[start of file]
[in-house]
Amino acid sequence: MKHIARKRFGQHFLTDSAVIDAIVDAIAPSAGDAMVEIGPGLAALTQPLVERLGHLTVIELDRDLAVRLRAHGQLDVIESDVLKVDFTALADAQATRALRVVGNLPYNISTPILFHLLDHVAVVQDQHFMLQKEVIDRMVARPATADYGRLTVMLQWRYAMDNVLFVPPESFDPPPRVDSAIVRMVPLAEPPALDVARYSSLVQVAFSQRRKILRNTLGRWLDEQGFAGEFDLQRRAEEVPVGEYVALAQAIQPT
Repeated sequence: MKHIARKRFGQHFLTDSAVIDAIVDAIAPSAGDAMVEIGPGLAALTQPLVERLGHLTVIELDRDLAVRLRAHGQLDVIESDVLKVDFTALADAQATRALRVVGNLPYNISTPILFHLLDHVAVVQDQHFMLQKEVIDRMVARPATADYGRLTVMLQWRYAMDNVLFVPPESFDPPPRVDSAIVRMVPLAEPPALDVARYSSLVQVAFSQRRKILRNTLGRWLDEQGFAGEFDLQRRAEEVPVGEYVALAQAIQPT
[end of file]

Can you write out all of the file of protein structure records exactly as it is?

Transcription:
[in-house]
Amino acid sequence: MKHIARKRFGQHFLTDSAVIDAIVDAIAPSAGDAMVEIGPGLAALTQPLVERLGHLTVIELDRDLAVRLRAHGQLDVIESDVLKVDFTALADAQATRALRVVGNLPYNISTPILFHLLDHVAVVQDQHFMLQKEVIDRMVARPATADYGRLTVMLQWRYAMDNVLFVPPESFDPPPRVDSAIVRMVPLAEPPALDVARYSSLVQVAFSQRRKILRNTLGRWLDEQGFAGEFDLQRRAEEVPVGEYVALAQAIQPT
Repeated sequence: MKHIARKRFGQHFLTDSAVIDAIVDAIAPSAGDAMVEIGPGLAALTQPLVERLGHLTVIELDRDLAVRLRAHGQLDVIESDVLKVDFTALADAQATRALRVVGNLPYNISTPILFHLLDHVAVVQDQHFMLQKEVIDRMVARPATADYGRLTVMLQWRYAMDNVLFVPPESFDPPPRVDSAIVRMVPLAEPPALDVARYSSLVQVAFSQRRKILRNTLGRWLDEQGFAGEFDLQRRAEEVPVGEYVALAQAIQPT